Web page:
Mortal sin, root of all evil, the baddest of the bad!

IMG_0166If you’ve ever gone to a writing class or been part of a critiquing group or read a writing book or really done anything involving writing in the English speaking world, you’ve probably heard this a million times.

“Show, don’t tell”.

It’s a phrase that had been hammered into every writer for decades. In some writing circles it is considered a mortal sin, and the root of all evil. If there is anything wrong with your work, it must be that you are telling and not showing.

But what does that phrase really mean, and does it even make sense? I mean, if you’re writing a first person narrative wouldn’t you narrate (tell) your novel? Also, aren’t writers supposed to tell a story? So why would telling be so bad?

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Some of the confusion probably comes from the phrase itself.

First of all, I’m pretty sure that it’s not grammatically correct. I know that’s just me being nit-picky, but isn’t the whole phrase about being nit-picky? So shouldn’t it at least be a normally structured sentence?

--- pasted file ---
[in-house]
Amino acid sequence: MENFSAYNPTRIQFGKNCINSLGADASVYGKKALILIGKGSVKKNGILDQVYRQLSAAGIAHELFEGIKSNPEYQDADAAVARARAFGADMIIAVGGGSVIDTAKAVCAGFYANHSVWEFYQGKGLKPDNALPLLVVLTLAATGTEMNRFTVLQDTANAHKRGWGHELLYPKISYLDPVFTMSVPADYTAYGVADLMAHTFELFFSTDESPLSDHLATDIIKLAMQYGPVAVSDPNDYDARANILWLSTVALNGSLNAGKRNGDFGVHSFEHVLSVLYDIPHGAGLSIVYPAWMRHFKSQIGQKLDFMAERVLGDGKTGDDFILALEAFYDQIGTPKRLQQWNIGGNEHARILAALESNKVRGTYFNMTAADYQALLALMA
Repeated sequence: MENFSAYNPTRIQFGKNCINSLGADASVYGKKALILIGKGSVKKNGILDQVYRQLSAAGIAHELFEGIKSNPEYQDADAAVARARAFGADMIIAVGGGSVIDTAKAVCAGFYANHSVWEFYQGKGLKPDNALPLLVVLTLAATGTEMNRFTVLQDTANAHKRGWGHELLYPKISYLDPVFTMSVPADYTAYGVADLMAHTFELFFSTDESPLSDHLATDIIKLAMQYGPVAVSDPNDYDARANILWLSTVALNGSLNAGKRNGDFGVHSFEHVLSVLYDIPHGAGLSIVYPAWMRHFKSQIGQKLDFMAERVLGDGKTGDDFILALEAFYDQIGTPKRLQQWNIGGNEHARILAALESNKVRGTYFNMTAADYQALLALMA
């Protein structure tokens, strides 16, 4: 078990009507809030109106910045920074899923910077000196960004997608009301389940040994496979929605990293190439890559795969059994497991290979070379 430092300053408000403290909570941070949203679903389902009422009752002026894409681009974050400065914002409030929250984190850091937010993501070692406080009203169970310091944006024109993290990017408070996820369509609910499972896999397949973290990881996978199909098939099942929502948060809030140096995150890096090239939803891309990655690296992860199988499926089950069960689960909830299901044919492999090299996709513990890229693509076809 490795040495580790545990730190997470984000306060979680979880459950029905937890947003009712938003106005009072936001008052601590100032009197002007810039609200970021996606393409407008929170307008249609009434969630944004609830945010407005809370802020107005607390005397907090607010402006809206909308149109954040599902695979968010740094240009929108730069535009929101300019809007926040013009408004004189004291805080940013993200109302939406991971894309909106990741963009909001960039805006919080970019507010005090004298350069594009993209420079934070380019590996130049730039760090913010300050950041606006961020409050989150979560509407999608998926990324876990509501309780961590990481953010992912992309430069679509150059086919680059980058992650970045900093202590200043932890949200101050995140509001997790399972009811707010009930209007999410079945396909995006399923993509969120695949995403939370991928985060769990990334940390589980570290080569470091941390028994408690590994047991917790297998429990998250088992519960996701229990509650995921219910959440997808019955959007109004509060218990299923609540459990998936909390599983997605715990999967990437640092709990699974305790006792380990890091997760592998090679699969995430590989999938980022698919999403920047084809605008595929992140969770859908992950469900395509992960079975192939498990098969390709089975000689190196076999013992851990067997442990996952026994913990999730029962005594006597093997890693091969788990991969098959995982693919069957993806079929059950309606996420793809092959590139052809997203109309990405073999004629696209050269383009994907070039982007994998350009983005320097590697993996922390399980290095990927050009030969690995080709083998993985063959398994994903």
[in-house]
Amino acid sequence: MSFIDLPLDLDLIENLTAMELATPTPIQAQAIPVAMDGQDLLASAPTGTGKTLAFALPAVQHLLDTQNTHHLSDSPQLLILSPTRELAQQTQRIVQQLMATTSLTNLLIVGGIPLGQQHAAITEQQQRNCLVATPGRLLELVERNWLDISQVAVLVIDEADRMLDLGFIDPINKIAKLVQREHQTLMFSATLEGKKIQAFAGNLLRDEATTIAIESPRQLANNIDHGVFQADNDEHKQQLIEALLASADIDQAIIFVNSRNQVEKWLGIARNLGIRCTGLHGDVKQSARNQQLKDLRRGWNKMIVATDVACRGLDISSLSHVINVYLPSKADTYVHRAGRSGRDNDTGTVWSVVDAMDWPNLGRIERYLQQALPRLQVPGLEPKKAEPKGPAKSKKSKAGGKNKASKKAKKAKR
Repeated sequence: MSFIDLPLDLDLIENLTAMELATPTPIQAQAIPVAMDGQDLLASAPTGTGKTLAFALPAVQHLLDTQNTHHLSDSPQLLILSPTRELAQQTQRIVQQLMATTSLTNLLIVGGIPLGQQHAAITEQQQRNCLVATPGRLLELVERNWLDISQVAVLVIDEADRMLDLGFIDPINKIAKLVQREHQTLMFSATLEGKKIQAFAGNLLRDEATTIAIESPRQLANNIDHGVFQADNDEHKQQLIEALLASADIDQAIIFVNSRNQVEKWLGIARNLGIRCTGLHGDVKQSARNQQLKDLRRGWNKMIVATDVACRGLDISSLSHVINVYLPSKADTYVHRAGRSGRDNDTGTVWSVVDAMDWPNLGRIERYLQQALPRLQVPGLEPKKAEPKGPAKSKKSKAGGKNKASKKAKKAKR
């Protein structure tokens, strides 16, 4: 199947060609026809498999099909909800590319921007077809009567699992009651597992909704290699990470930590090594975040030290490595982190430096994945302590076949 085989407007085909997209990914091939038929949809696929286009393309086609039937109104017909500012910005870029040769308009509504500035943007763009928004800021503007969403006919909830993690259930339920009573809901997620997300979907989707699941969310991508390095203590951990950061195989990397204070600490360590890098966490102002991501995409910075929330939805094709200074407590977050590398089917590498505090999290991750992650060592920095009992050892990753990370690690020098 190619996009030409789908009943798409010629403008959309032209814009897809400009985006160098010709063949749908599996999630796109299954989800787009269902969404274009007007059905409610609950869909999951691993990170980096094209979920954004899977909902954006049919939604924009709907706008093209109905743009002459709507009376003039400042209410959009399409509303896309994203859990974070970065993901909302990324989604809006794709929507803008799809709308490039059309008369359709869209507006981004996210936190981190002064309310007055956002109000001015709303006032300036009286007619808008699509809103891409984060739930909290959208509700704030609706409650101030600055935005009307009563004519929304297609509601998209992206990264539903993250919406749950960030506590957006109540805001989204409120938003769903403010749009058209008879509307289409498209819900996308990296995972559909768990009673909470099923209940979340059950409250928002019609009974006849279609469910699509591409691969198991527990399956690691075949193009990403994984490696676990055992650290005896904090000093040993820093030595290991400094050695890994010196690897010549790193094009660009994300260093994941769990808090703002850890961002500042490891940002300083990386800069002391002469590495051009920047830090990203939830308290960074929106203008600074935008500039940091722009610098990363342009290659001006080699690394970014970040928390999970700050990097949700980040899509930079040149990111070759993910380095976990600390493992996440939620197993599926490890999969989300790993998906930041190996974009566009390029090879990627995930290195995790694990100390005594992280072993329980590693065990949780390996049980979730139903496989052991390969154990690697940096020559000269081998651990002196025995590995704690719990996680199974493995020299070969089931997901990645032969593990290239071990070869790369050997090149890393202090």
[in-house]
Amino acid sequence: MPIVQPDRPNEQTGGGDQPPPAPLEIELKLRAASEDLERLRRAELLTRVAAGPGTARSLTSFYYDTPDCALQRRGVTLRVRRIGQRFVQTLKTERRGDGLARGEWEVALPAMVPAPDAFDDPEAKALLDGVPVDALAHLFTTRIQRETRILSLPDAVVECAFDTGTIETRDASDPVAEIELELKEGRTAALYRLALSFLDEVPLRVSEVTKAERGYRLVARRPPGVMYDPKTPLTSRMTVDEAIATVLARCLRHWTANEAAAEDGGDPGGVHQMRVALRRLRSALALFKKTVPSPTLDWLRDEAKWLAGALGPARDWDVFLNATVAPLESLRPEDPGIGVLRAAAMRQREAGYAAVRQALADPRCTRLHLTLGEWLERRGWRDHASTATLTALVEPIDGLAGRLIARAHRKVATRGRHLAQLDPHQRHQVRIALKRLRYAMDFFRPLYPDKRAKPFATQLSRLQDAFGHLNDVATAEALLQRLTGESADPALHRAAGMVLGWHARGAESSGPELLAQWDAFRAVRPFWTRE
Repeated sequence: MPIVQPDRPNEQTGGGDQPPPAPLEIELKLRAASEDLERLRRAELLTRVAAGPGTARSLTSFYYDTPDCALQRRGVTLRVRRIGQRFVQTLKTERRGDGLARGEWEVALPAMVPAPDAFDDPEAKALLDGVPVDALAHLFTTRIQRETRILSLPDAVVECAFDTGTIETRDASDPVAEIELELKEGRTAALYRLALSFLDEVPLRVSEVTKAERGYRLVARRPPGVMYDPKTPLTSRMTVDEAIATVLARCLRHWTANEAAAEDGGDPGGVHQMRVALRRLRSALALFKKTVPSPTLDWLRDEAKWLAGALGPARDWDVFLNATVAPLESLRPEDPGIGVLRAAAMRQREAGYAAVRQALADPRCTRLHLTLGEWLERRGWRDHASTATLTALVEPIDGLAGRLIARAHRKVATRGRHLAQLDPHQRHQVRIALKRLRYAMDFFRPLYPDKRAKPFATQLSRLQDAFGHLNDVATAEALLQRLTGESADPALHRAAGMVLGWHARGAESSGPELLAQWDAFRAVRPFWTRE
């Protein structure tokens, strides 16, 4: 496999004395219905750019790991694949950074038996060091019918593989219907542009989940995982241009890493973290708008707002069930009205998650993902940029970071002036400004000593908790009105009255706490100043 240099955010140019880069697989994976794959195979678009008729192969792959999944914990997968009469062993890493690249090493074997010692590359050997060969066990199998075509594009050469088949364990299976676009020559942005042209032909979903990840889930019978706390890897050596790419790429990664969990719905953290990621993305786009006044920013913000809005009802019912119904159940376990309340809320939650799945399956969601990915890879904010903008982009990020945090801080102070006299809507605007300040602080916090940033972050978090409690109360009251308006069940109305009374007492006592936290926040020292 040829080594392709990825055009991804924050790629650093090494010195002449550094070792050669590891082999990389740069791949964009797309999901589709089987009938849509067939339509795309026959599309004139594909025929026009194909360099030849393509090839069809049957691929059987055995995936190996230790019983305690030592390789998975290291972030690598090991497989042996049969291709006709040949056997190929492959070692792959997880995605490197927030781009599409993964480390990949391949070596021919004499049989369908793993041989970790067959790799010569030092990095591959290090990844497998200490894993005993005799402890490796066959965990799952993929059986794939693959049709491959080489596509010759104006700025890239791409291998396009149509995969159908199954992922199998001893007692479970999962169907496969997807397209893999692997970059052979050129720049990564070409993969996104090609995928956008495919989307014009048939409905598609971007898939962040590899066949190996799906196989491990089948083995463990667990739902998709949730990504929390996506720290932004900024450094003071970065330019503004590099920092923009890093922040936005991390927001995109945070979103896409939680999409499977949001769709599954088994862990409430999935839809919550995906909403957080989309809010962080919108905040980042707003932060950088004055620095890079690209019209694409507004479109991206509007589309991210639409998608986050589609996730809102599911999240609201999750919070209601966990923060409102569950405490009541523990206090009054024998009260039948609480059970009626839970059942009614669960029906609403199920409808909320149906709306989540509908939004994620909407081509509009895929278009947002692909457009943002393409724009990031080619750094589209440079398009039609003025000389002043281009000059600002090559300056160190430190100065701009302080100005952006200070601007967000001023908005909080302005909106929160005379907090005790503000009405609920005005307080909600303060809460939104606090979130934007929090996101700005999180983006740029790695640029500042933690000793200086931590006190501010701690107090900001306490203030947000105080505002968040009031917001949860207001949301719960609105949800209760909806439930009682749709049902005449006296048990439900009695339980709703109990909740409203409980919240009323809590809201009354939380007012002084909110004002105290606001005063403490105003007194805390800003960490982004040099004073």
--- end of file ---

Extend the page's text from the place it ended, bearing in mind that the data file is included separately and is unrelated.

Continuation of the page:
That a side, in novel writing you don’t literally show anything, you write it. So, “show” really isn’t a great word to describe what is meant. What I understand is the meaning of  “show” is really “action”. Us writers want to have an active rather than passive voice in our writing, so it would make sense to also have action in our story.

Show Action not tell.

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The next problem word is “Tell”. This word has way too many positive writerly connotations to ever be appropriate for this phrase. Novel writers tell stories. Indie writers tell critics where to stuff it. News writers tell it like it is. In this bright, beautiful world of telling, it’s very difficult to understand it in a negative light.

So, in this phrase, what does “Tell” really mean? Well, I believe it refers to exposition also known as an info dump. We’ve all seen these before, it’s those really boring and completely unrealistic monologue moments when a character vomits up their entire life story for no believable reason. It’s when something is explained rather than demonstrated through a character’s actions.

Show Action not tell explanation.

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Action not explanation is so much more clear, it tells you what your supposed to be writing and what your not, in three easy words that actually make sense.  It’s kind of strange that someone hasn’t ditched  the old phrase a long time ago. Too bad this new and improved phrase also isn’t grammatically correct.

 

 

 

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